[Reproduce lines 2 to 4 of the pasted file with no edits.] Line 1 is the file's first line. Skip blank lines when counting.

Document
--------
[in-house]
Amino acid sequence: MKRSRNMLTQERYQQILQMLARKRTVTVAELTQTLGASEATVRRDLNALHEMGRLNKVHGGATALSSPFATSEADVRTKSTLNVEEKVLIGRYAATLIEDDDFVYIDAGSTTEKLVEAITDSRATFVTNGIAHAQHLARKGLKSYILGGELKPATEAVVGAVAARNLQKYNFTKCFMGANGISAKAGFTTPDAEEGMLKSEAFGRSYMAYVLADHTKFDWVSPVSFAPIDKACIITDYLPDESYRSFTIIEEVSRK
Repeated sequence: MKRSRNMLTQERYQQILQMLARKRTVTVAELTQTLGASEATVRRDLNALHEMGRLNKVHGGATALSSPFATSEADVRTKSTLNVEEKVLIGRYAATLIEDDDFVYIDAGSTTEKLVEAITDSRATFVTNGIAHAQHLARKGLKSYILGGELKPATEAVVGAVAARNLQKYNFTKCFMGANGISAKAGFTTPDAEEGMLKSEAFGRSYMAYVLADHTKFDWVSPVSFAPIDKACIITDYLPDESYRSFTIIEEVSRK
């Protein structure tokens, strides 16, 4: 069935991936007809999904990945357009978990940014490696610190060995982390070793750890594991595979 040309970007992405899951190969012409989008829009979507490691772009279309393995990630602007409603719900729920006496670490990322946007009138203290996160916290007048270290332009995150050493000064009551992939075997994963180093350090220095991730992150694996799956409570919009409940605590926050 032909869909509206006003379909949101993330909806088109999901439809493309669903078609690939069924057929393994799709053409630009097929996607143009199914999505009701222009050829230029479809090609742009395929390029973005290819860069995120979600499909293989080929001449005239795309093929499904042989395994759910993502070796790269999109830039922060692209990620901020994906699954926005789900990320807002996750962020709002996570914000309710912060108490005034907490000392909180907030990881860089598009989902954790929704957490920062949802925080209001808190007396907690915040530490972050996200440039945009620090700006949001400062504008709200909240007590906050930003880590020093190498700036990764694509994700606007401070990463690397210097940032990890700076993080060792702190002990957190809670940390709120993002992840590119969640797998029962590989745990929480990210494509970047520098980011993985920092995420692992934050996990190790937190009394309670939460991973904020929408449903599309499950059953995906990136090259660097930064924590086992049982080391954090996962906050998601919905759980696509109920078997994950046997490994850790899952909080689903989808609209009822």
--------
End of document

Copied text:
Amino acid sequence: MKRSRNMLTQERYQQILQMLARKRTVTVAELTQTLGASEATVRRDLNALHEMGRLNKVHGGATALSSPFATSEADVRTKSTLNVEEKVLIGRYAATLIEDDDFVYIDAGSTTEKLVEAITDSRATFVTNGIAHAQHLARKGLKSYILGGELKPATEAVVGAVAARNLQKYNFTKCFMGANGISAKAGFTTPDAEEGMLKSEAFGRSYMAYVLADHTKFDWVSPVSFAPIDKACIITDYLPDESYRSFTIIEEVSRK
Repeated sequence: MKRSRNMLTQERYQQILQMLARKRTVTVAELTQTLGASEATVRRDLNALHEMGRLNKVHGGATALSSPFATSEADVRTKSTLNVEEKVLIGRYAATLIEDDDFVYIDAGSTTEKLVEAITDSRATFVTNGIAHAQHLARKGLKSYILGGELKPATEAVVGAVAARNLQKYNFTKCFMGANGISAKAGFTTPDAEEGMLKSEAFGRSYMAYVLADHTKFDWVSPVSFAPIDKACIITDYLPDESYRSFTIIEEVSRK
């Protein structure tokens, strides 16, 4: 069935991936007809999904990945357009978990940014490696610190060995982390070793750890594991595979 040309970007992405899951190969012409989008829009979507490691772009279309393995990630602007409603719900729920006496670490990322946007009138203290996160916290007048270290332009995150050493000064009551992939075997994963180093350090220095991730992150694996799956409570919009409940605590926050 032909869909509206006003379909949101993330909806088109999901439809493309669903078609690939069924057929393994799709053409630009097929996607143009199914999505009701222009050829230029479809090609742009395929390029973005290819860069995120979600499909293989080929001449005239795309093929499904042989395994759910993502070796790269999109830039922060692209990620901020994906699954926005789900990320807002996750962020709002996570914000309710912060108490005034907490000392909180907030990881860089598009989902954790929704957490920062949802925080209001808190007396907690915040530490972050996200440039945009620090700006949001400062504008709200909240007590906050930003880590020093190498700036990764694509994700606007401070990463690397210097940032990890700076993080060792702190002990957190809670940390709120993002992840590119969640797998029962590989745990929480990210494509970047520098980011993985920092995420692992934050996990190790937190009394309670939460991973904020929408449903599309499950059953995906990136090259660097930064924590086992049982080391954090996962906050998601919905759980696509109920078997994950046997490994850790899952909080689903989808609209009822």